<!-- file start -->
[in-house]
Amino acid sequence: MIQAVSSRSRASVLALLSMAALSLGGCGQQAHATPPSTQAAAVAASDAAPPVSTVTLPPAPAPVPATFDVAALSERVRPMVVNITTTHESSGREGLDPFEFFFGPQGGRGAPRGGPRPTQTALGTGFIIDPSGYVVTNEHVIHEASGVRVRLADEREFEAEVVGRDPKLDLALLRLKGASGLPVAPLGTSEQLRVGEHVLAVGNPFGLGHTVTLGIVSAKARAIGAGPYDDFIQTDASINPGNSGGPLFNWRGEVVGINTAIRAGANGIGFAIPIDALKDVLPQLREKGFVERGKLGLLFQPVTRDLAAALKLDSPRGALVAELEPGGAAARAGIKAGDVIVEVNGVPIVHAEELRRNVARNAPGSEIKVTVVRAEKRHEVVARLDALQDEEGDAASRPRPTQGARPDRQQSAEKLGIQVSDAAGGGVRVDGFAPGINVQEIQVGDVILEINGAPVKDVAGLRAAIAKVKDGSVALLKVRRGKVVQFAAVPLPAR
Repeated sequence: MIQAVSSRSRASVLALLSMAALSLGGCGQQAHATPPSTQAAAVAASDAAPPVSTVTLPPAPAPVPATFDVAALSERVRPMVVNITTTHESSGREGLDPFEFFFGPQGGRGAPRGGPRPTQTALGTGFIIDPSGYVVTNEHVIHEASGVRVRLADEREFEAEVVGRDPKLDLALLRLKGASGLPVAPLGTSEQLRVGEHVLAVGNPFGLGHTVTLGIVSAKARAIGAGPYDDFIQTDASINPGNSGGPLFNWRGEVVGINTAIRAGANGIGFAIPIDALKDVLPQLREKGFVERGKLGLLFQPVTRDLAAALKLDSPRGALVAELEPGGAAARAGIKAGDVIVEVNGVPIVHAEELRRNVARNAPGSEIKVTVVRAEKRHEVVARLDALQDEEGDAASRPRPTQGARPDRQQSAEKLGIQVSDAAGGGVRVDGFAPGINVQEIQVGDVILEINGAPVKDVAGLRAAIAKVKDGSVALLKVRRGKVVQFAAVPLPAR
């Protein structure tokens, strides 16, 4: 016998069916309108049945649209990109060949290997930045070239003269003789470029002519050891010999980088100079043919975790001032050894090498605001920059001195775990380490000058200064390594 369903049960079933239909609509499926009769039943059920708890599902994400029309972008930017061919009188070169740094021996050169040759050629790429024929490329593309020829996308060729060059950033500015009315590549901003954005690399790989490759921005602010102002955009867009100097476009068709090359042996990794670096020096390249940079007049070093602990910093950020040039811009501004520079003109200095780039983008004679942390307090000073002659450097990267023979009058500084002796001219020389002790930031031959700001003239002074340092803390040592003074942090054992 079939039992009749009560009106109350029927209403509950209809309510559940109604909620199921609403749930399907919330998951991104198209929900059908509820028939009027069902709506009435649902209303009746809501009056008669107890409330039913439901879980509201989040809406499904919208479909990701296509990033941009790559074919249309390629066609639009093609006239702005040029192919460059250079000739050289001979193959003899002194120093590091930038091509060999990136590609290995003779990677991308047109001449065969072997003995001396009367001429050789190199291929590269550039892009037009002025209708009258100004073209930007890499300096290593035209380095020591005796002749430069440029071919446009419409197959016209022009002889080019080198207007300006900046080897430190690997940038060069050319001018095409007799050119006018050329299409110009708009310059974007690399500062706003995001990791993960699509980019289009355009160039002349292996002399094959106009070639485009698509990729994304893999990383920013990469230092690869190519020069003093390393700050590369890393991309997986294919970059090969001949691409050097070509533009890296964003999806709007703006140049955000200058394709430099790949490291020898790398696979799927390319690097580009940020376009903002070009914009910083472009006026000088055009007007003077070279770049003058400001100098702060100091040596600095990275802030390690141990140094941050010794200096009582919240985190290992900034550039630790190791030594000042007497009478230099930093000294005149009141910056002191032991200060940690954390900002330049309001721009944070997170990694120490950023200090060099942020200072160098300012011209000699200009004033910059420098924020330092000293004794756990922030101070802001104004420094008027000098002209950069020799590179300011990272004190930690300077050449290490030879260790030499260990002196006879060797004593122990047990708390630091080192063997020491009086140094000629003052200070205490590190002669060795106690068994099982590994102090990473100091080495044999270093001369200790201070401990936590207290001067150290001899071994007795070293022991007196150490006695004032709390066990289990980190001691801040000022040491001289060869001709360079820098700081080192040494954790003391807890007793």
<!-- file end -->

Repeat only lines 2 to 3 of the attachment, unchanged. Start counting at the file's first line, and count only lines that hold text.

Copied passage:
Amino acid sequence: MIQAVSSRSRASVLALLSMAALSLGGCGQQAHATPPSTQAAAVAASDAAPPVSTVTLPPAPAPVPATFDVAALSERVRPMVVNITTTHESSGREGLDPFEFFFGPQGGRGAPRGGPRPTQTALGTGFIIDPSGYVVTNEHVIHEASGVRVRLADEREFEAEVVGRDPKLDLALLRLKGASGLPVAPLGTSEQLRVGEHVLAVGNPFGLGHTVTLGIVSAKARAIGAGPYDDFIQTDASINPGNSGGPLFNWRGEVVGINTAIRAGANGIGFAIPIDALKDVLPQLREKGFVERGKLGLLFQPVTRDLAAALKLDSPRGALVAELEPGGAAARAGIKAGDVIVEVNGVPIVHAEELRRNVARNAPGSEIKVTVVRAEKRHEVVARLDALQDEEGDAASRPRPTQGARPDRQQSAEKLGIQVSDAAGGGVRVDGFAPGINVQEIQVGDVILEINGAPVKDVAGLRAAIAKVKDGSVALLKVRRGKVVQFAAVPLPAR
Repeated sequence: MIQAVSSRSRASVLALLSMAALSLGGCGQQAHATPPSTQAAAVAASDAAPPVSTVTLPPAPAPVPATFDVAALSERVRPMVVNITTTHESSGREGLDPFEFFFGPQGGRGAPRGGPRPTQTALGTGFIIDPSGYVVTNEHVIHEASGVRVRLADEREFEAEVVGRDPKLDLALLRLKGASGLPVAPLGTSEQLRVGEHVLAVGNPFGLGHTVTLGIVSAKARAIGAGPYDDFIQTDASINPGNSGGPLFNWRGEVVGINTAIRAGANGIGFAIPIDALKDVLPQLREKGFVERGKLGLLFQPVTRDLAAALKLDSPRGALVAELEPGGAAARAGIKAGDVIVEVNGVPIVHAEELRRNVARNAPGSEIKVTVVRAEKRHEVVARLDALQDEEGDAASRPRPTQGARPDRQQSAEKLGIQVSDAAGGGVRVDGFAPGINVQEIQVGDVILEINGAPVKDVAGLRAAIAKVKDGSVALLKVRRGKVVQFAAVPLPAR